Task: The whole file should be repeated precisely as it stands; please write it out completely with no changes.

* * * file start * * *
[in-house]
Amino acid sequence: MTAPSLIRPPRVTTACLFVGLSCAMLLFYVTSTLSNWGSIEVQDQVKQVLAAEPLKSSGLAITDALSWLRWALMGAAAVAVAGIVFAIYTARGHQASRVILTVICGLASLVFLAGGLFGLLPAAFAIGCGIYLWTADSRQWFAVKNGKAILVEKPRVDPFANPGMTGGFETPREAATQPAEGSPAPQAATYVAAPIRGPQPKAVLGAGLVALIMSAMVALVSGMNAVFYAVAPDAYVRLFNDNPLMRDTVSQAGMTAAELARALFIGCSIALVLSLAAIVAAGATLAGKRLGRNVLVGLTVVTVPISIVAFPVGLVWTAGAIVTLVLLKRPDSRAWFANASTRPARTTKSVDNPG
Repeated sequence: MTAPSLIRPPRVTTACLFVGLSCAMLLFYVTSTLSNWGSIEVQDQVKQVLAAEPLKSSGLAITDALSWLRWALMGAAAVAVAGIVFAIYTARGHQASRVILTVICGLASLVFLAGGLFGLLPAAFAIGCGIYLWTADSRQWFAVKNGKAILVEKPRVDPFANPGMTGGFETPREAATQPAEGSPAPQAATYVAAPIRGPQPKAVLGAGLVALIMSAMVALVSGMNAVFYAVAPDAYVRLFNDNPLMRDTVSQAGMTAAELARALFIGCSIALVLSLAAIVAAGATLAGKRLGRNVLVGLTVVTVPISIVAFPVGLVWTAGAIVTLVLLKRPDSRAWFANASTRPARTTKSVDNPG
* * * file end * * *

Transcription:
[in-house]
Amino acid sequence: MTAPSLIRPPRVTTACLFVGLSCAMLLFYVTSTLSNWGSIEVQDQVKQVLAAEPLKSSGLAITDALSWLRWALMGAAAVAVAGIVFAIYTARGHQASRVILTVICGLASLVFLAGGLFGLLPAAFAIGCGIYLWTADSRQWFAVKNGKAILVEKPRVDPFANPGMTGGFETPREAATQPAEGSPAPQAATYVAAPIRGPQPKAVLGAGLVALIMSAMVALVSGMNAVFYAVAPDAYVRLFNDNPLMRDTVSQAGMTAAELARALFIGCSIALVLSLAAIVAAGATLAGKRLGRNVLVGLTVVTVPISIVAFPVGLVWTAGAIVTLVLLKRPDSRAWFANASTRPARTTKSVDNPG
Repeated sequence: MTAPSLIRPPRVTTACLFVGLSCAMLLFYVTSTLSNWGSIEVQDQVKQVLAAEPLKSSGLAITDALSWLRWALMGAAAVAVAGIVFAIYTARGHQASRVILTVICGLASLVFLAGGLFGLLPAAFAIGCGIYLWTADSRQWFAVKNGKAILVEKPRVDPFANPGMTGGFETPREAATQPAEGSPAPQAATYVAAPIRGPQPKAVLGAGLVALIMSAMVALVSGMNAVFYAVAPDAYVRLFNDNPLMRDTVSQAGMTAAELARALFIGCSIALVLSLAAIVAAGATLAGKRLGRNVLVGLTVVTVPISIVAFPVGLVWTAGAIVTLVLLKRPDSRAWFANASTRPARTTKSVDNPG